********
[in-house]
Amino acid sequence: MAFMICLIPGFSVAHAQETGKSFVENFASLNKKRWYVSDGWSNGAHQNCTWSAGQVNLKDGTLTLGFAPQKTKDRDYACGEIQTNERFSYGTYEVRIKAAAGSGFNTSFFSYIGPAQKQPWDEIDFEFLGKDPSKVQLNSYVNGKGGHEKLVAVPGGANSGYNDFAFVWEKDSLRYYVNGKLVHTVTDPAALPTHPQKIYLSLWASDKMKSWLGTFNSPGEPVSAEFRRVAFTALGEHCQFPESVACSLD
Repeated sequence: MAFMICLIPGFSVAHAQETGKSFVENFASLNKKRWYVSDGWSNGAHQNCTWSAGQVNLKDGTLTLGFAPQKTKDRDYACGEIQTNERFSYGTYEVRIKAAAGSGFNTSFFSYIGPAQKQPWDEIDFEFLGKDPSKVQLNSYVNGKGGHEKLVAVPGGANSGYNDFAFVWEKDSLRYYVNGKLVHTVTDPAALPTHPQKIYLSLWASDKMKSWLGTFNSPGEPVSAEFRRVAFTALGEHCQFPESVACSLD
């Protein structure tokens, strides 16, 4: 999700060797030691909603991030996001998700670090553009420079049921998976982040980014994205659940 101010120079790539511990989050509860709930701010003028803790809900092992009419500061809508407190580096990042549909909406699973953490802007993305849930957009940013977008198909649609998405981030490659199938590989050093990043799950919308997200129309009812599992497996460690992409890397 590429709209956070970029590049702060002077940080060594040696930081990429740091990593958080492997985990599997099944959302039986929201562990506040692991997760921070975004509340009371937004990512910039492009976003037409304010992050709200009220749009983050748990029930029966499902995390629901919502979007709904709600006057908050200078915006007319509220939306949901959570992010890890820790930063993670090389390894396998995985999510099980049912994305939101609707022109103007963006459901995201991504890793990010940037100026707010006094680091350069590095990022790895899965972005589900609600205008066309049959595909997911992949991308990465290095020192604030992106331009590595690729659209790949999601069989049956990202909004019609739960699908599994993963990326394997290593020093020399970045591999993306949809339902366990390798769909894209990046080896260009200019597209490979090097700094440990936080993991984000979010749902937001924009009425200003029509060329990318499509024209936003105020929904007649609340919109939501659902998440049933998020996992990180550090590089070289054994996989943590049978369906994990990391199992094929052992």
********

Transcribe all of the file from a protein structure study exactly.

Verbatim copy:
[in-house]
Amino acid sequence: MAFMICLIPGFSVAHAQETGKSFVENFASLNKKRWYVSDGWSNGAHQNCTWSAGQVNLKDGTLTLGFAPQKTKDRDYACGEIQTNERFSYGTYEVRIKAAAGSGFNTSFFSYIGPAQKQPWDEIDFEFLGKDPSKVQLNSYVNGKGGHEKLVAVPGGANSGYNDFAFVWEKDSLRYYVNGKLVHTVTDPAALPTHPQKIYLSLWASDKMKSWLGTFNSPGEPVSAEFRRVAFTALGEHCQFPESVACSLD
Repeated sequence: MAFMICLIPGFSVAHAQETGKSFVENFASLNKKRWYVSDGWSNGAHQNCTWSAGQVNLKDGTLTLGFAPQKTKDRDYACGEIQTNERFSYGTYEVRIKAAAGSGFNTSFFSYIGPAQKQPWDEIDFEFLGKDPSKVQLNSYVNGKGGHEKLVAVPGGANSGYNDFAFVWEKDSLRYYVNGKLVHTVTDPAALPTHPQKIYLSLWASDKMKSWLGTFNSPGEPVSAEFRRVAFTALGEHCQFPESVACSLD
């Protein structure tokens, strides 16, 4: 999700060797030691909603991030996001998700670090553009420079049921998976982040980014994205659940 101010120079790539511990989050509860709930701010003028803790809900092992009419500061809508407190580096990042549909909406699973953490802007993305849930957009940013977008198909649609998405981030490659199938590989050093990043799950919308997200129309009812599992497996460690992409890397 590429709209956070970029590049702060002077940080060594040696930081990429740091990593958080492997985990599997099944959302039986929201562990506040692991997760921070975004509340009371937004990512910039492009976003037409304010992050709200009220749009983050748990029930029966499902995390629901919502979007709904709600006057908050200078915006007319509220939306949901959570992010890890820790930063993670090389390894396998995985999510099980049912994305939101609707022109103007963006459901995201991504890793990010940037100026707010006094680091350069590095990022790895899965972005589900609600205008066309049959595909997911992949991308990465290095020192604030992106331009590595690729659209790949999601069989049956990202909004019609739960699908599994993963990326394997290593020093020399970045591999993306949809339902366990390798769909894209990046080896260009200019597209490979090097700094440990936080993991984000979010749902937001924009009425200003029509060329990318499509024209936003105020929904007649609340919109939501659902998440049933998020996992990180550090590089070289054994996989943590049978369906994990990391199992094929052992």